Nasdaq rivals call Facebook compensation illegal
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Rival exchanges lashed out at Nasdaq OMX's $40 million plan to compensate clients for its mishandling of Facebook's initial public offering last month, calling the plan "illegal," "anti-competitive" and saying it was unlikely to be approved by US regulators.
A day after Nasdaq rolled out its plan, which would mostly consist of trading discounts for clients, rival exchanges questioned the legitimacy of the proposal, and one of Nasdaq's biggest customers said the sum offered was not nearly enough. Total losses by banks and brokerages due to the technical problems that plagued the $16 billion IPO may be as high as $200 million, said Thomas Joyce, chief executive of Knight Capital Group, a market maker in the deal that said it alone lost $35 million.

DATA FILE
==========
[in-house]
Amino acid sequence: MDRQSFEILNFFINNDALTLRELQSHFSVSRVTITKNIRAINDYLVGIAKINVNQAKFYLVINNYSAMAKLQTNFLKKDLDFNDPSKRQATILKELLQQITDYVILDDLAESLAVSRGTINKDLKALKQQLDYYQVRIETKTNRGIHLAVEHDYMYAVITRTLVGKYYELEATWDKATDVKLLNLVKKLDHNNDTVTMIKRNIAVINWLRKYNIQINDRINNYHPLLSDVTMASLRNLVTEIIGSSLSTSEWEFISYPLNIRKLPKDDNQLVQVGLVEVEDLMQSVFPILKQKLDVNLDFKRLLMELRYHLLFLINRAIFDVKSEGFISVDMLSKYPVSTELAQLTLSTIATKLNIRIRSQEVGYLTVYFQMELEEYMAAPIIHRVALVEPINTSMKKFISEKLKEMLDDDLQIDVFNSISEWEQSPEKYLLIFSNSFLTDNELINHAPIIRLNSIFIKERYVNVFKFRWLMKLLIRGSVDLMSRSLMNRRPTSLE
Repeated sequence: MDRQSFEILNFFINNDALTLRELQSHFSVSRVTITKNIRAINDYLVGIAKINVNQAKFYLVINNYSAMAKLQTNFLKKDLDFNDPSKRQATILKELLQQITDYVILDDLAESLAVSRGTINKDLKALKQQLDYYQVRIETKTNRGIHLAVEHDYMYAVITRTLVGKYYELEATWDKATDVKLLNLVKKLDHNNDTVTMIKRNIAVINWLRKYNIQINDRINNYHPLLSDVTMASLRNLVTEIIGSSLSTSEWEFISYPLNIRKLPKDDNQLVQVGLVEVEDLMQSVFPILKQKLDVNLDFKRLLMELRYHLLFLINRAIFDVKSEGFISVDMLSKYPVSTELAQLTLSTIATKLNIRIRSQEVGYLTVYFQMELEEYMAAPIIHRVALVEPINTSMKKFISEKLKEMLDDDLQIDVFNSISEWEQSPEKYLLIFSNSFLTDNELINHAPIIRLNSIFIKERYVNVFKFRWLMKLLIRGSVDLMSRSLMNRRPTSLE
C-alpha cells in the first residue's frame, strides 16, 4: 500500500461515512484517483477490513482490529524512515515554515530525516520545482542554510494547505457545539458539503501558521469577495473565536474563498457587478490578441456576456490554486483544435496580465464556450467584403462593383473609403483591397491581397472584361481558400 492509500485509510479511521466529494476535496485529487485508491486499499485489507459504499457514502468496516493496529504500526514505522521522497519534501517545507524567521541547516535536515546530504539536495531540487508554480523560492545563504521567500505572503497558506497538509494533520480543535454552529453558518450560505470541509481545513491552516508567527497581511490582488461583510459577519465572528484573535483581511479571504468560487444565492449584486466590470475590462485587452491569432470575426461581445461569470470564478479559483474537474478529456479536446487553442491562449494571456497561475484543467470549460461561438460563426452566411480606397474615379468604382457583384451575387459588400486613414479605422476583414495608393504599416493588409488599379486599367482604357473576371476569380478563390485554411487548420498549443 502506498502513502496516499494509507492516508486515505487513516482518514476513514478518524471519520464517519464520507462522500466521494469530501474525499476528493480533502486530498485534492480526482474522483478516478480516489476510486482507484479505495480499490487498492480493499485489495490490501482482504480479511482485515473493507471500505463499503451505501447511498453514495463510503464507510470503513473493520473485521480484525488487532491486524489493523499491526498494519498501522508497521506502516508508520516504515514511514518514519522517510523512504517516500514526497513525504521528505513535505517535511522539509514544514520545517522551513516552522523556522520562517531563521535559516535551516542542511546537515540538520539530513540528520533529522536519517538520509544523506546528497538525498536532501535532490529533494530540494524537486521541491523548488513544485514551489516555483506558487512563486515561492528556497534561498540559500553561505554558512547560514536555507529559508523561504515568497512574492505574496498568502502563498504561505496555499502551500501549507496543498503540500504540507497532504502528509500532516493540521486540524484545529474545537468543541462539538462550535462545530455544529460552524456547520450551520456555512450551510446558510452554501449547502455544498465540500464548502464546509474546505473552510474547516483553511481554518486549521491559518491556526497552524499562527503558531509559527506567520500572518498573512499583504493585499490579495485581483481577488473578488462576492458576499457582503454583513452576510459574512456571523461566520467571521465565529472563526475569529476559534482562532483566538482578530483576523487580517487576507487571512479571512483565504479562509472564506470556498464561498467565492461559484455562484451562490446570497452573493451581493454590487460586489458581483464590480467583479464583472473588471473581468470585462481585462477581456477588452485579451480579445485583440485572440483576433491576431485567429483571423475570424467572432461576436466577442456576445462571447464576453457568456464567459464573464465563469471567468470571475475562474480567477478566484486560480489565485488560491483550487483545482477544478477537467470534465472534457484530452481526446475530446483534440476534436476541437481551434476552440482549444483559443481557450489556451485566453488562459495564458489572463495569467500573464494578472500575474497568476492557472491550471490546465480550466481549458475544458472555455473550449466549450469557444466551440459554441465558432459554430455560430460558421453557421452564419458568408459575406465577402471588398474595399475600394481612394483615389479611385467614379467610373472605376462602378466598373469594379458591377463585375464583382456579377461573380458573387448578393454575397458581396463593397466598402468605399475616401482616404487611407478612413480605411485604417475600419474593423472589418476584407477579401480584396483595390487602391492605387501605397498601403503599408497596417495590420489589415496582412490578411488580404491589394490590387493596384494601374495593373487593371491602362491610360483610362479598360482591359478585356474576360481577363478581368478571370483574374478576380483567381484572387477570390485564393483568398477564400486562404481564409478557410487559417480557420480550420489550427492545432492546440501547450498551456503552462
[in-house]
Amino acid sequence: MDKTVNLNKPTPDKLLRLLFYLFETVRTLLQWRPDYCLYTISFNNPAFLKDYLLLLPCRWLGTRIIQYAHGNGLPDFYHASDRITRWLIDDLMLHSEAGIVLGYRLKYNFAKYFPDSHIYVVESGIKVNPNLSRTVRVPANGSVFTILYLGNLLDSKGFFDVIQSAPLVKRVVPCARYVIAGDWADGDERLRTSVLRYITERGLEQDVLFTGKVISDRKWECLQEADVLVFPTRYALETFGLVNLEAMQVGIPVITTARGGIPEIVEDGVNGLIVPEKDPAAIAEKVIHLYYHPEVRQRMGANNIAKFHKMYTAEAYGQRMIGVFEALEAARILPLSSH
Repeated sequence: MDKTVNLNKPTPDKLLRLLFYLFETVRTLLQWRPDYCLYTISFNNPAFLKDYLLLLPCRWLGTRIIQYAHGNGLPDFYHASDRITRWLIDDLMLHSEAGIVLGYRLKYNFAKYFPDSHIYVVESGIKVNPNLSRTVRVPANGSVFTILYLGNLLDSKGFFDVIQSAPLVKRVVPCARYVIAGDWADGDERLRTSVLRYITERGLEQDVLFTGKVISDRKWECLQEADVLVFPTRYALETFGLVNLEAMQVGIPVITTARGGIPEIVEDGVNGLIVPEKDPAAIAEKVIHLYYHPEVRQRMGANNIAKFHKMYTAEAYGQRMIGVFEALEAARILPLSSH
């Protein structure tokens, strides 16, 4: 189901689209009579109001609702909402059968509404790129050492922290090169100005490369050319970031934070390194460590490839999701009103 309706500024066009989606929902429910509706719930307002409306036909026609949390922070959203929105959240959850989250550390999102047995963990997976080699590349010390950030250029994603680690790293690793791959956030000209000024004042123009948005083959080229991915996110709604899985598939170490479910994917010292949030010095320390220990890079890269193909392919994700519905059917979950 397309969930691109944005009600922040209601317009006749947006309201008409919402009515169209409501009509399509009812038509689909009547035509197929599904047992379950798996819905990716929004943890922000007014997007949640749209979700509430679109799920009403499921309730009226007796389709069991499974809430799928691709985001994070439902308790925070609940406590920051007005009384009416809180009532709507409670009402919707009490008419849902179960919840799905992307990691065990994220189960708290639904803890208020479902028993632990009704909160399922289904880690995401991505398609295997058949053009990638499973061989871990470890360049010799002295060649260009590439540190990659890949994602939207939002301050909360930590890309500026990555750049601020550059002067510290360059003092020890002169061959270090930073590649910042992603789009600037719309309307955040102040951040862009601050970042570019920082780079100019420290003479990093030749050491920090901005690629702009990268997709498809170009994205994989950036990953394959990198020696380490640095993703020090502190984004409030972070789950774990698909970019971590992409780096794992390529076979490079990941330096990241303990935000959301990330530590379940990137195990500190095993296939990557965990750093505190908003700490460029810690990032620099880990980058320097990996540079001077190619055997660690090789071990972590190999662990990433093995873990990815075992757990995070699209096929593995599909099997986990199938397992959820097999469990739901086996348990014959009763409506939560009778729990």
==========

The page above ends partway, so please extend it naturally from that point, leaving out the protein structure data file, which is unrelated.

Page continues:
"I think that the scheme is illegal," Bill O'Brien, CEO of the No. 4 US equities exchange, Direct Edge, said at Sandler O'Neill's brokerage and exchange conference in New York. "It is also a shameless attempt to basically turn a big investor-confidence-eroding event into a competitive advantage."
O'Brien, who was visibly upset, said his company would contest the plan and that he did not think it would be approved by the US Securities and Exchange Commission. NYSE Euronext, the top US stock exchange, also said it strongly objected to the plan.
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